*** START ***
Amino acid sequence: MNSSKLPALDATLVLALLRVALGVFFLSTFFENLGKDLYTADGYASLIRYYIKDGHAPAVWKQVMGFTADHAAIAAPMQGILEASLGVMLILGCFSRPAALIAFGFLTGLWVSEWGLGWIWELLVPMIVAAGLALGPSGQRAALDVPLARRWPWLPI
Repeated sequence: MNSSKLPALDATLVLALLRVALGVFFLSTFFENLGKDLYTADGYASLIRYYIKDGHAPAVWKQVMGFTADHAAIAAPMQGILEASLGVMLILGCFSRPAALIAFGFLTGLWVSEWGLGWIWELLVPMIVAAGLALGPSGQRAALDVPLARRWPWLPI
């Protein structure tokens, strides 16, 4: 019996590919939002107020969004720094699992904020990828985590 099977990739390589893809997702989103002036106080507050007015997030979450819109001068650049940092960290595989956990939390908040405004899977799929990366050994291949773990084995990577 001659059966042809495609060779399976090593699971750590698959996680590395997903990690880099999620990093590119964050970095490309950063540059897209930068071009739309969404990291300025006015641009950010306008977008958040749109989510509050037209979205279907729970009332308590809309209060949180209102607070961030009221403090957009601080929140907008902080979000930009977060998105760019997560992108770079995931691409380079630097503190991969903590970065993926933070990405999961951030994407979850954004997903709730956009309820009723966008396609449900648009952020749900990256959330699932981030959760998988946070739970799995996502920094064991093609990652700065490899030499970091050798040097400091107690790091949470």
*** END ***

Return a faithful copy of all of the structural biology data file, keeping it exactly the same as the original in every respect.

Amino acid sequence: MNSSKLPALDATLVLALLRVALGVFFLSTFFENLGKDLYTADGYASLIRYYIKDGHAPAVWKQVMGFTADHAAIAAPMQGILEASLGVMLILGCFSRPAALIAFGFLTGLWVSEWGLGWIWELLVPMIVAAGLALGPSGQRAALDVPLARRWPWLPI
Repeated sequence: MNSSKLPALDATLVLALLRVALGVFFLSTFFENLGKDLYTADGYASLIRYYIKDGHAPAVWKQVMGFTADHAAIAAPMQGILEASLGVMLILGCFSRPAALIAFGFLTGLWVSEWGLGWIWELLVPMIVAAGLALGPSGQRAALDVPLARRWPWLPI
């Protein structure tokens, strides 16, 4: 019996590919939002107020969004720094699992904020990828985590 099977990739390589893809997702989103002036106080507050007015997030979450819109001068650049940092960290595989956990939390908040405004899977799929990366050994291949773990084995990577 001659059966042809495609060779399976090593699971750590698959996680590395997903990690880099999620990093590119964050970095490309950063540059897209930068071009739309969404990291300025006015641009950010306008977008958040749109989510509050037209979205279907729970009332308590809309209060949180209102607070961030009221403090957009601080929140907008902080979000930009977060998105760019997560992108770079995931691409380079630097503190991969903590970065993926933070990405999961951030994407979850954004997903709730956009309820009723966008396609449900648009952020749900990256959330699932981030959760998988946070739970799995996502920094064991093609990652700065490899030499970091050798040097400091107690790091949470």